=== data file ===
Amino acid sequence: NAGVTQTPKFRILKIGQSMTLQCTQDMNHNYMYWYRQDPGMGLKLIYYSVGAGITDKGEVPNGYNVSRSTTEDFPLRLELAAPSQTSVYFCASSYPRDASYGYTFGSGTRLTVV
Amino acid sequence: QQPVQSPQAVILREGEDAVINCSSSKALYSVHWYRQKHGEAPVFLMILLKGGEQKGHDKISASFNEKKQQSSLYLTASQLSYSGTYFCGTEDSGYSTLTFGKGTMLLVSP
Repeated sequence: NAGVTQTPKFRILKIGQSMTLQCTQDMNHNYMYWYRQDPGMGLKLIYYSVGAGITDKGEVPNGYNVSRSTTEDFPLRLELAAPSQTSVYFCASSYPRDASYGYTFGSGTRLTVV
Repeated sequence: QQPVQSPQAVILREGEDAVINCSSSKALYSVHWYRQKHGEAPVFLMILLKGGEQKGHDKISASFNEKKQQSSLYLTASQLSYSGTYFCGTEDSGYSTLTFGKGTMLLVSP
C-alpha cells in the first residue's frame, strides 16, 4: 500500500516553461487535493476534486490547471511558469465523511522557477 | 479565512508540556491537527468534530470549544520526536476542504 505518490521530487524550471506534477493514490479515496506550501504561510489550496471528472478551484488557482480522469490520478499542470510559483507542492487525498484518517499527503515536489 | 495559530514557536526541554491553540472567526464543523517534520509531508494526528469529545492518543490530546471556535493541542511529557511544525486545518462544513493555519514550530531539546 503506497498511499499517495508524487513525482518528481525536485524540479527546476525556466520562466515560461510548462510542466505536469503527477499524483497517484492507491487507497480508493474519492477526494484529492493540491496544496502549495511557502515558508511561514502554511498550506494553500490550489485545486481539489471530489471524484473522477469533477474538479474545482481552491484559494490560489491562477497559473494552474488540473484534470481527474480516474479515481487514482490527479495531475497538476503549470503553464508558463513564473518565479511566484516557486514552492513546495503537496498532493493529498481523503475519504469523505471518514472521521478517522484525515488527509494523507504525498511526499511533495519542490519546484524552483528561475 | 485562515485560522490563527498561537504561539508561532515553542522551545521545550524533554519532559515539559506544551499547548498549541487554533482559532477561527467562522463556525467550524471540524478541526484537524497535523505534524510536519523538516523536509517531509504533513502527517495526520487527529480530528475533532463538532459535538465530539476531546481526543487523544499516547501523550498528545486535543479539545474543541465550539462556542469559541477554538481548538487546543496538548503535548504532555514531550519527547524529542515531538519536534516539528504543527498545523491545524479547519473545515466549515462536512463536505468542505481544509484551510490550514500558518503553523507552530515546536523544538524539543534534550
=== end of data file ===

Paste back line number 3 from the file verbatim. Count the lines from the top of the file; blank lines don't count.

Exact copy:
Repeated sequence: NAGVTQTPKFRILKIGQSMTLQCTQDMNHNYMYWYRQDPGMGLKLIYYSVGAGITDKGEVPNGYNVSRSTTEDFPLRLELAAPSQTSVYFCASSYPRDASYGYTFGSGTRLTVV